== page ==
Last 4th March the UK Government launched its New Tourism Policy, an action plan to help the British tourism industry setting out blueprint to grow the sector and creating new jobs. In Great Britain the 200,000 businesses in the tourism industry directly provide £52bn of GDP, 4.4% of British jobs, and have made tourism one of the fastest growing sectors in UK.
According to the last Eurostat Tourism Statistics (2008 data), The United Kingdom is at the 5th place, among the Eu27, in the highest international tourism receipts list, and the second one among the biggest spenders in terms of international travel classification. In August 2010, David Cameron gave a speech about tourism at the Serpentine Gallery in Hyde Park. It was, he said, a speech he wanted to give rather than one he had to, because the industry is an often overlooked giant within the UK economy. Devoting an entire speech to Tourism within the first 100 days of a new Government’s time in office is unprecedented – DCMS officials have been unable to find any examples of previous Prime Ministers giving the industry this level of priority, ever – and underlines the industry’s enormous potential for the UK’s economic and cultural future. At the end of his speech, David Cameron asked for a new Tourism Policy for the UK, to be presented to him. In March he received that Policy.
Here the key elements of the policy paper that include plans to increase visitor numbers by:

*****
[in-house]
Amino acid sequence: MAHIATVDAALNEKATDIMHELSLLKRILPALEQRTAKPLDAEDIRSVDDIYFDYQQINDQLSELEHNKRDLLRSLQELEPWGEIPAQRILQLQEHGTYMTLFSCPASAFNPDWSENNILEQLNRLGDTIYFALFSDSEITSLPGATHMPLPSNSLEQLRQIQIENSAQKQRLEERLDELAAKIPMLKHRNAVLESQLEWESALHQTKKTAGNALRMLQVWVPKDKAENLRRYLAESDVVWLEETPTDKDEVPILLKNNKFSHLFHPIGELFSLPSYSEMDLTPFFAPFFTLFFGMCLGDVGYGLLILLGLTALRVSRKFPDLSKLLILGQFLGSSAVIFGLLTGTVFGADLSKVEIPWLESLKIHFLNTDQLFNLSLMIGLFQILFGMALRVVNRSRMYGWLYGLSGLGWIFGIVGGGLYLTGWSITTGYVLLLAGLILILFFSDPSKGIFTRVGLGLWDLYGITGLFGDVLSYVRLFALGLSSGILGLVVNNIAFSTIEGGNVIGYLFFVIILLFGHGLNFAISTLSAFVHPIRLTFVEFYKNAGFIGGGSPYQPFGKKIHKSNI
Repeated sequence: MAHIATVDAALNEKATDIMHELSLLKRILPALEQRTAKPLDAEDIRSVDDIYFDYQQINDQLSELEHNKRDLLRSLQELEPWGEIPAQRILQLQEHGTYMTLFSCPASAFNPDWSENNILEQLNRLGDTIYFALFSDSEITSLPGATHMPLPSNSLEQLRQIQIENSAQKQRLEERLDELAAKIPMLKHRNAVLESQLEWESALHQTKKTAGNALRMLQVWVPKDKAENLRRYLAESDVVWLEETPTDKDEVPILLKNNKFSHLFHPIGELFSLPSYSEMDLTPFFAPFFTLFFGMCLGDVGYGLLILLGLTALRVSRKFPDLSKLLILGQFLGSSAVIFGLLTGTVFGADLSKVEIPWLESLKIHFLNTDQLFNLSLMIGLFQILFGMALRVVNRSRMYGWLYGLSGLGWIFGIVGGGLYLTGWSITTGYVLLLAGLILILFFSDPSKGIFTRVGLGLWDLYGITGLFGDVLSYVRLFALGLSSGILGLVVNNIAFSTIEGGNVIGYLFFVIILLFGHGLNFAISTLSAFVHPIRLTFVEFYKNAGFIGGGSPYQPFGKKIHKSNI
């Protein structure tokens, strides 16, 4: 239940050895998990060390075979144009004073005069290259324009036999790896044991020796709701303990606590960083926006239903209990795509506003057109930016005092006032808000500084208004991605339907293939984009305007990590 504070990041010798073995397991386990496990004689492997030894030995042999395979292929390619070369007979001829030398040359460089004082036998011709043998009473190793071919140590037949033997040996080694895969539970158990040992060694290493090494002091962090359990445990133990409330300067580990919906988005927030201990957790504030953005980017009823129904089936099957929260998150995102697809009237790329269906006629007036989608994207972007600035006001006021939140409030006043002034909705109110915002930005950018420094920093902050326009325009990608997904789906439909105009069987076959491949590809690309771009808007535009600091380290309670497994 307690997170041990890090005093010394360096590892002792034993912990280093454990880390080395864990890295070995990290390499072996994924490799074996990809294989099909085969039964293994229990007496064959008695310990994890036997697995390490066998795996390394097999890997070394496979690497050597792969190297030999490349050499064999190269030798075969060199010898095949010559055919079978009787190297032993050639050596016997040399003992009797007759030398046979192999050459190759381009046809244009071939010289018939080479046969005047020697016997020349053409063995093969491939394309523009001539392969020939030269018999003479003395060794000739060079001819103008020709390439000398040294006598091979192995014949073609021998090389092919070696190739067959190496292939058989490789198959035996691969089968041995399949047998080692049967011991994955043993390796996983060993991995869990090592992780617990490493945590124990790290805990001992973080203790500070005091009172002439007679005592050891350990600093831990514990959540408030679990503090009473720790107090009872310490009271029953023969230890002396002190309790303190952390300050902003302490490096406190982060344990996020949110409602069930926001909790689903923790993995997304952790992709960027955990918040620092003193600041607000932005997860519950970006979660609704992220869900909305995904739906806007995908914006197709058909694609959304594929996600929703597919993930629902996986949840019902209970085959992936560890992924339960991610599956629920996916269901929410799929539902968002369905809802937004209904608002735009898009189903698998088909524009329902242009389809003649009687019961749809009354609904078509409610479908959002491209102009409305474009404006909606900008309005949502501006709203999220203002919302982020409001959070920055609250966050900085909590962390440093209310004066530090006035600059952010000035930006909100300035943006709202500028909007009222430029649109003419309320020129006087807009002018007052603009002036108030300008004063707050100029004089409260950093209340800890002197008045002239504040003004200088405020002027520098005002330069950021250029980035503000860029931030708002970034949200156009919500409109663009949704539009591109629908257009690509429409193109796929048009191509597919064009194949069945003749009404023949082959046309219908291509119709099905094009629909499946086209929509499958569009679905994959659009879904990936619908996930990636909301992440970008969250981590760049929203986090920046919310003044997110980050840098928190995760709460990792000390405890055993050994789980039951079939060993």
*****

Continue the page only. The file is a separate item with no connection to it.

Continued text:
- Consulting on whether to lengthen the tourism season by moving the first Bank Holiday in May to create either a new St George’s Day holiday in England (St David’s Day in Wales), or a Trafalgar Day bank holiday in the autumn half term;
- Helping to improve staff skills in the sector through extra apprenticeships and courses;
- Making tourist visas simpler, faster and more convenient to get;
- Repairing market failure by modifying the existing, long-established Tourist Boards to become smaller, highly focused, industry-led partnerships between tourism firms and government;
- Broadening tourism offer by creating alternative destinations which match London, the UK’s biggest and most successful single tourism destination to capture the spare tourism capacity and potential of other parts of Britain as well.
The report will also commit to:
- Helping the industry prepare for changes in technology, so tourism information can be provided through i-phone and android apps, making every destination far easier and more accessible for visitors to navigate;
- Creating an industry task force, led by senior industry figures, to cut red tape. They will be asked to identify sector specific rules, regulations, inspections and forms which are holding the industry back for it to be possible to cut, modify or abolish as many of them as possible.
The UK tourism strategy is based on the European Strategy, outlined in the EU Commission Communication on Tourism, published last October.